Nasal Sprays: How to Use Them Correctly

Last Updated September 2020 | This article was created by familydoctor.org editorial staff and reviewed by Beth Oller, MD

Nasal sprays are liquid medicines you spray into your nose. They are used to help relieve congestion (stuffiness) in your nose. Congestion is often a symptom of a cold or allergies.

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Nasal sprays are available as either over the counter or as prescriptions. Also, they come in two types of containers: pressurized canisters and pump bottles.

Steps for using a pressurized canister

  1. Gently blow your nose to clear it of mucus before using the medicine.
  2. Make sure the canister fits snugly in its holder. Shake the canister several times just before using it.
  3. Keep your head upright. Breathe out slowly.
  4. Hold your nasal spray canister in one hand. Insert the canister tip into your nose, aiming the tip toward the back of your head. Use a finger to close the nostril on the side not receiving the medicine.
  5. Press down on the canister as you begin to breathe in slowly through your nose. Repeat these steps for the other nostril. If you’re using more than one spray in each nostril, follow all these steps again.
  6. Try not to sneeze or blow your nose just after using the spray.

Steps for using a pump bottle

  1. Gently blow your nose to clear it of mucus before using the medicine.
  2. Remove the cap. Shake the bottle. The first time you use the pump spray each day, you may have to “prime” it. Do this by squirting it a few times into the air until a fine mist comes out.
  3. Tilt your head forward slightly. Breathe out slowly.
  4. Hold the pump bottle with your thumb at the bottom and your index and middle fingers on top. Insert the canister tip in your nose, aiming the tip toward the back of your head. Use a finger on your other hand to close your nostril on the side not receiving the medicine.
  5. Squeeze the pump as you begin to breathe in slowly through your nose. Repeat these steps for the other nostril. If you’re using more than one spray in each nostril, follow all these steps again.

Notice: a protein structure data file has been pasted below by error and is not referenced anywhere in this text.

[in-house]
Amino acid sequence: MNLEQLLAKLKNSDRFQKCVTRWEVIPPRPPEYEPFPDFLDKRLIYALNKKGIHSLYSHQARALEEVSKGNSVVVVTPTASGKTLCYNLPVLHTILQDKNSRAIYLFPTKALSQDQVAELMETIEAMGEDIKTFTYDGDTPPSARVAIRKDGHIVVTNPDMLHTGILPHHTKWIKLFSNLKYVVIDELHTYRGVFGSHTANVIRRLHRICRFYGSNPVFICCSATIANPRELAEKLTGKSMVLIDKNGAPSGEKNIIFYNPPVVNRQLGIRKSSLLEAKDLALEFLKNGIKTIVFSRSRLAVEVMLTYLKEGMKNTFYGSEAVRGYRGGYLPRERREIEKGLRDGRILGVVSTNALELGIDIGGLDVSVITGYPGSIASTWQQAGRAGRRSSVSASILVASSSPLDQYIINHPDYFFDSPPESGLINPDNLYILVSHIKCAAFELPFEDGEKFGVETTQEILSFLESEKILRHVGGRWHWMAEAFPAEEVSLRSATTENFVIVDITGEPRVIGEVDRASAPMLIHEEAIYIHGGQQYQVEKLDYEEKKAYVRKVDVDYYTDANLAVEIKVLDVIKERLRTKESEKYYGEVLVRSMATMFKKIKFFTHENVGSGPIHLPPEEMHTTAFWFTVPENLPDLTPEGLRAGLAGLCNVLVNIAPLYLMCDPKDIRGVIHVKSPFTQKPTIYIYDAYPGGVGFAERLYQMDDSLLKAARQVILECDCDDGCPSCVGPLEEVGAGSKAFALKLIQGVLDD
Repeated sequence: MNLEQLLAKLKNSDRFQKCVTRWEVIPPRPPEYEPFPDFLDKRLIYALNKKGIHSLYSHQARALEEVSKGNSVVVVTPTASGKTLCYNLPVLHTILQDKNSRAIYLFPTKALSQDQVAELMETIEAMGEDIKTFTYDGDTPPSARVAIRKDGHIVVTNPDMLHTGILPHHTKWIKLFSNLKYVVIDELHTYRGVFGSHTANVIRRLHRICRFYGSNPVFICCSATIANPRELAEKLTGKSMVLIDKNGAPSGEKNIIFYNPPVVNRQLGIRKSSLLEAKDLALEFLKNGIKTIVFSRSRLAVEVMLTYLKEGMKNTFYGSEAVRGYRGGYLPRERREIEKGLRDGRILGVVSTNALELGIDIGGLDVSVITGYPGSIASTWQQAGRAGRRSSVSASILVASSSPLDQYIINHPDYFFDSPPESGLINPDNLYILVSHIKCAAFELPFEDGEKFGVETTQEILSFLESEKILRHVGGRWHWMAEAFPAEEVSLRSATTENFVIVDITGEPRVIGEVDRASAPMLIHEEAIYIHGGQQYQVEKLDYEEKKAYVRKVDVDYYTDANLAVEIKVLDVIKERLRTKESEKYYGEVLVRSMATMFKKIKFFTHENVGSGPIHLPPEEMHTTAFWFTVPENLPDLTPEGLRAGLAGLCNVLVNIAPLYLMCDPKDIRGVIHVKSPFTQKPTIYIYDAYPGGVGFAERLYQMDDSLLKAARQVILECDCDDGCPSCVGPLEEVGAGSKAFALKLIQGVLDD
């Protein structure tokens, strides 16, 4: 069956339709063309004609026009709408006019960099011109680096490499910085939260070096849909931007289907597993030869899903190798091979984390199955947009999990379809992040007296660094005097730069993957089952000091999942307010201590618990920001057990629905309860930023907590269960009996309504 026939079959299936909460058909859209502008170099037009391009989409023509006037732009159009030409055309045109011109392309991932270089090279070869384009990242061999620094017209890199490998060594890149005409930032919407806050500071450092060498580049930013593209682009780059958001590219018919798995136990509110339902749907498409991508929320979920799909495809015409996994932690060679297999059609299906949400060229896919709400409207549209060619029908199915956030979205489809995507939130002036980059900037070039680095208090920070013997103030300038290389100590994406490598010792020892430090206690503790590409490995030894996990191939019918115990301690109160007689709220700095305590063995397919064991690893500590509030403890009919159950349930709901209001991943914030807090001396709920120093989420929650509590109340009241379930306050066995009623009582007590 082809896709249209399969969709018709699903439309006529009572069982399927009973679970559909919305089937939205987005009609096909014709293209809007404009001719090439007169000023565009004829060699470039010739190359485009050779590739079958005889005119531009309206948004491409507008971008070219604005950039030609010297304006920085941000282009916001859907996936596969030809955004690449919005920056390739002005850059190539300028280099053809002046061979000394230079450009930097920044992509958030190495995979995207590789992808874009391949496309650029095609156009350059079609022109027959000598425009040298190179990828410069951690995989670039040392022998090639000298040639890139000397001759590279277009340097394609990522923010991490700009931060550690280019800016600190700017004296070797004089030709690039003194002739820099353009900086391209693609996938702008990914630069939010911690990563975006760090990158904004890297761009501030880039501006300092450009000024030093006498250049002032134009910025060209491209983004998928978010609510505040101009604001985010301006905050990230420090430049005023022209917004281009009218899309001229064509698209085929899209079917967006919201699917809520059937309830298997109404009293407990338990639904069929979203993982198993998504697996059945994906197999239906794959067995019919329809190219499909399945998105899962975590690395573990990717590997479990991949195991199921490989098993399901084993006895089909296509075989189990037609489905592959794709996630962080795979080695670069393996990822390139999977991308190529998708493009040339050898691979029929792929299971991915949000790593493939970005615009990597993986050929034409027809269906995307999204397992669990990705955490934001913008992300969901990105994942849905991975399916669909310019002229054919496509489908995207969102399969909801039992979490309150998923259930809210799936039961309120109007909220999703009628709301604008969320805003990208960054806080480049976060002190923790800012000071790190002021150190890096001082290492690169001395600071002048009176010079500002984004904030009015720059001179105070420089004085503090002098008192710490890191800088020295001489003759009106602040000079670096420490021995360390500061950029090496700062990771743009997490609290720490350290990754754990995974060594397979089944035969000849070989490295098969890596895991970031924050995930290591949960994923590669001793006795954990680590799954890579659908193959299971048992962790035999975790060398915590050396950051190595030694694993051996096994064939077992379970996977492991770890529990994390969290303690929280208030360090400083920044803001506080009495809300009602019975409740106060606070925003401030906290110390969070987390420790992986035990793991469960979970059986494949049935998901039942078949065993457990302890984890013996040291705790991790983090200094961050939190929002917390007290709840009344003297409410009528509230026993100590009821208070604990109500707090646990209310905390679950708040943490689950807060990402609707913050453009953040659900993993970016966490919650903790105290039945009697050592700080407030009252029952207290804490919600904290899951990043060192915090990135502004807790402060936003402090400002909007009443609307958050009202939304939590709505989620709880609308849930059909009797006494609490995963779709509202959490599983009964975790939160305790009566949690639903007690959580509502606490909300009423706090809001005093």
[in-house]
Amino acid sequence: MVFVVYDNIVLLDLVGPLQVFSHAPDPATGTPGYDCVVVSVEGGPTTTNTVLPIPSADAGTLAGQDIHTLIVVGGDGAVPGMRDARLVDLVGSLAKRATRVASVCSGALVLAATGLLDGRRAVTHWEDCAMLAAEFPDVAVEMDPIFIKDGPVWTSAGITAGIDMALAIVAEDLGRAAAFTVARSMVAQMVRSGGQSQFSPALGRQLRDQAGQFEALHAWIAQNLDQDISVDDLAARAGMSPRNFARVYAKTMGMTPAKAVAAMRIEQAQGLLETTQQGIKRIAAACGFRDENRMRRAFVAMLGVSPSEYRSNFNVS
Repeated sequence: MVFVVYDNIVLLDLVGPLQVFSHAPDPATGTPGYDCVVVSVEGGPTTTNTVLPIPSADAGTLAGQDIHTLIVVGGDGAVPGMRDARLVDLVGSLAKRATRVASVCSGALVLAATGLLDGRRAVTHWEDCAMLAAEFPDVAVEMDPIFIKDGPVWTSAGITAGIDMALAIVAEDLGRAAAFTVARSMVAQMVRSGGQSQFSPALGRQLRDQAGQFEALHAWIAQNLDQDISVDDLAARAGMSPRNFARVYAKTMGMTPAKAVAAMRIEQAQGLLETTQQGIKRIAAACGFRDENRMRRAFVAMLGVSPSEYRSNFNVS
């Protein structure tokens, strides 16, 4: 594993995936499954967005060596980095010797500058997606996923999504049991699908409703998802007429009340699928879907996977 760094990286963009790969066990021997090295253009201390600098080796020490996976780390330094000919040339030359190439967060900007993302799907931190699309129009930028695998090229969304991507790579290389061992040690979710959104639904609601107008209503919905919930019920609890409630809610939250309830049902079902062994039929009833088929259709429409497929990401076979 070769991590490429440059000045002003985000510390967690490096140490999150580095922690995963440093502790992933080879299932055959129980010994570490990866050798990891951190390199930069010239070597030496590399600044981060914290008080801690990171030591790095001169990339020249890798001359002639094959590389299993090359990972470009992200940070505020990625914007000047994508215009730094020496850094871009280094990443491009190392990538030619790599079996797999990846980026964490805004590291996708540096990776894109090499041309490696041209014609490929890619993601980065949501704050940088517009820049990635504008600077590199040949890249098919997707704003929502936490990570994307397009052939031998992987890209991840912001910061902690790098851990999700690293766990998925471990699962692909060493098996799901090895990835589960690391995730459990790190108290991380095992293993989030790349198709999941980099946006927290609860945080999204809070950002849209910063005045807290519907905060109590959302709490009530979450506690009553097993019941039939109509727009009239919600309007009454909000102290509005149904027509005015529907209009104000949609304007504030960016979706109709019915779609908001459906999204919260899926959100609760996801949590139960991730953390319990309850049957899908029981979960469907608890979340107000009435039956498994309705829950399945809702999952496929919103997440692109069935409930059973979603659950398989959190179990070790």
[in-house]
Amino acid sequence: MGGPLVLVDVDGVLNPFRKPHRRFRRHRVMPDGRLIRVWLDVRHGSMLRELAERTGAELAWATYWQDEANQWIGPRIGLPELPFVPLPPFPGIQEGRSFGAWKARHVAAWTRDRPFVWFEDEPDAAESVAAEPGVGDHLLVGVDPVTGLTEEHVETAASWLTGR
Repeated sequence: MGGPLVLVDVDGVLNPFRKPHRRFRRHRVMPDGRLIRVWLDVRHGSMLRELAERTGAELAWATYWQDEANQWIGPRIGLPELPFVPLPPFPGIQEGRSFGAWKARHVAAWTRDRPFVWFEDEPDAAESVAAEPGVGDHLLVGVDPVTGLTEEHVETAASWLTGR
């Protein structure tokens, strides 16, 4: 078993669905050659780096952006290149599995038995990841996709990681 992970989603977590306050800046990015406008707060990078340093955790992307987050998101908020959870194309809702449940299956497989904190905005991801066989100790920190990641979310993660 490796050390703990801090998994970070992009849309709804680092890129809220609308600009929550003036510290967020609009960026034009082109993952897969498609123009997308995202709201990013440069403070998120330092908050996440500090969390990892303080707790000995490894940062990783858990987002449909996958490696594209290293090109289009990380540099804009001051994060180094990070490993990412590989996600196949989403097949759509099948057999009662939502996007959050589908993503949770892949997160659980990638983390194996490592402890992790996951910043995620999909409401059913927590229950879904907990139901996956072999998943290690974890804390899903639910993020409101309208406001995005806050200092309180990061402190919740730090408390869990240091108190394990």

6. Try not to sneeze or blow your nose just after using the spray.

Helpful hints

  • Talk with your doctor about how long it may be before your see improvement to your congestion. Some sprays take up to 2 weeks to work.
  • Wash the canister device at least once a week.
  • Be sure you can sniff air through each nostril before spraying. Otherwise the medicine will be wasted because it will not go deep into your nose.
  • Aim straight. Point the nozzle of the nasal spray container toward the back of your head. If you don’t spray straight, you will waste the medicine and may cause more irritation in your nose.
  • If the pump spray is used correctly, the spray should not drip from your nose or down the back of your throat.
  • If your nose hurts, if you begin to have nosebleeds, or if the inside of your nose stings, stop using the spray for 1 to 2 days. Sometimes it helps to use a saline nose spray (some brands: SalineX, Ocean Nasal Mist, or NaSal) just before you use your medicine nasal spray.
  • Follow your doctor’s instructions on how to use the medicine. Most nasal sprays work best when used regularly and consistently.
  • Keep your medicine away from sunlight.

Things to consider

Nasal sprays come with different kinds of medicines. Some of these medicines can damage the inside of your nose if used for a long time. Also, long-term use may make your nose stop responding to the spray. This may cause you to use more of the spray to get the results you had before. If this happens, talk with your doctor. He or she may be able to suggest something that will work better for you.

Some nasal sprays have a limit on how long they can be used. Your doctor can tell you how long you can use your spray.

Questions for your doctor

  • Why should I use nasal spray instead of pills or liquid decongestants?
  • Are there any side effects for nasal sprays?
  • How old should you be before using nasal sprays?
  • Are nasal sprays addictive?